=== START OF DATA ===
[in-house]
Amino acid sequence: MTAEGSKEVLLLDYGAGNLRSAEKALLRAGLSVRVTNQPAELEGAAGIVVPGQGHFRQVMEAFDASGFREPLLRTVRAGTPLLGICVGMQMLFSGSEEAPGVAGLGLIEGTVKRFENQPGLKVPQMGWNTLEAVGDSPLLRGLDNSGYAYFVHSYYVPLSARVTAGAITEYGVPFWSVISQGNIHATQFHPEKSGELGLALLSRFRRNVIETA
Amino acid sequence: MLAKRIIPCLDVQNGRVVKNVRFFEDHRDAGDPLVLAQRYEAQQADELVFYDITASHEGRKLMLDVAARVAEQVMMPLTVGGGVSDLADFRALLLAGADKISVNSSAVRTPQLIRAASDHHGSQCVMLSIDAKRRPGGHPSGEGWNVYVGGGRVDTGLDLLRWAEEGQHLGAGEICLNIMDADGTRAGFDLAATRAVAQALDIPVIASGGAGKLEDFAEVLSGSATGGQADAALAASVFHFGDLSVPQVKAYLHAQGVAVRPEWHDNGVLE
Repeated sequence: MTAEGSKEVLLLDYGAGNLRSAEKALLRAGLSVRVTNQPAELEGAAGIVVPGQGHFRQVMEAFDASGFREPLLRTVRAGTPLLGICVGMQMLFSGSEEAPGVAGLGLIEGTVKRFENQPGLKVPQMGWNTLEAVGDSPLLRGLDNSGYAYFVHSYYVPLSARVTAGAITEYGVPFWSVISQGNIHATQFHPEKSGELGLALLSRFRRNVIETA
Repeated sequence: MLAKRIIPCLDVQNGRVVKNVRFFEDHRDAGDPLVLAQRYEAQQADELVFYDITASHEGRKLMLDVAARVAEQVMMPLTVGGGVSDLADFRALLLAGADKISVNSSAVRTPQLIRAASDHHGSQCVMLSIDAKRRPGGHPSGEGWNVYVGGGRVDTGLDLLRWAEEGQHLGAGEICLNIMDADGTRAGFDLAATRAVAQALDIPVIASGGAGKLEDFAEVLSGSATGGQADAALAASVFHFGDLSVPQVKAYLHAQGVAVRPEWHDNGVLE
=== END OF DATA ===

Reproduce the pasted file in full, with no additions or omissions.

[in-house]
Amino acid sequence: MTAEGSKEVLLLDYGAGNLRSAEKALLRAGLSVRVTNQPAELEGAAGIVVPGQGHFRQVMEAFDASGFREPLLRTVRAGTPLLGICVGMQMLFSGSEEAPGVAGLGLIEGTVKRFENQPGLKVPQMGWNTLEAVGDSPLLRGLDNSGYAYFVHSYYVPLSARVTAGAITEYGVPFWSVISQGNIHATQFHPEKSGELGLALLSRFRRNVIETA
Amino acid sequence: MLAKRIIPCLDVQNGRVVKNVRFFEDHRDAGDPLVLAQRYEAQQADELVFYDITASHEGRKLMLDVAARVAEQVMMPLTVGGGVSDLADFRALLLAGADKISVNSSAVRTPQLIRAASDHHGSQCVMLSIDAKRRPGGHPSGEGWNVYVGGGRVDTGLDLLRWAEEGQHLGAGEICLNIMDADGTRAGFDLAATRAVAQALDIPVIASGGAGKLEDFAEVLSGSATGGQADAALAASVFHFGDLSVPQVKAYLHAQGVAVRPEWHDNGVLE
Repeated sequence: MTAEGSKEVLLLDYGAGNLRSAEKALLRAGLSVRVTNQPAELEGAAGIVVPGQGHFRQVMEAFDASGFREPLLRTVRAGTPLLGICVGMQMLFSGSEEAPGVAGLGLIEGTVKRFENQPGLKVPQMGWNTLEAVGDSPLLRGLDNSGYAYFVHSYYVPLSARVTAGAITEYGVPFWSVISQGNIHATQFHPEKSGELGLALLSRFRRNVIETA
Repeated sequence: MLAKRIIPCLDVQNGRVVKNVRFFEDHRDAGDPLVLAQRYEAQQADELVFYDITASHEGRKLMLDVAARVAEQVMMPLTVGGGVSDLADFRALLLAGADKISVNSSAVRTPQLIRAASDHHGSQCVMLSIDAKRRPGGHPSGEGWNVYVGGGRVDTGLDLLRWAEEGQHLGAGEICLNIMDADGTRAGFDLAATRAVAQALDIPVIASGGAGKLEDFAEVLSGSATGGQADAALAASVFHFGDLSVPQVKAYLHAQGVAVRPEWHDNGVLE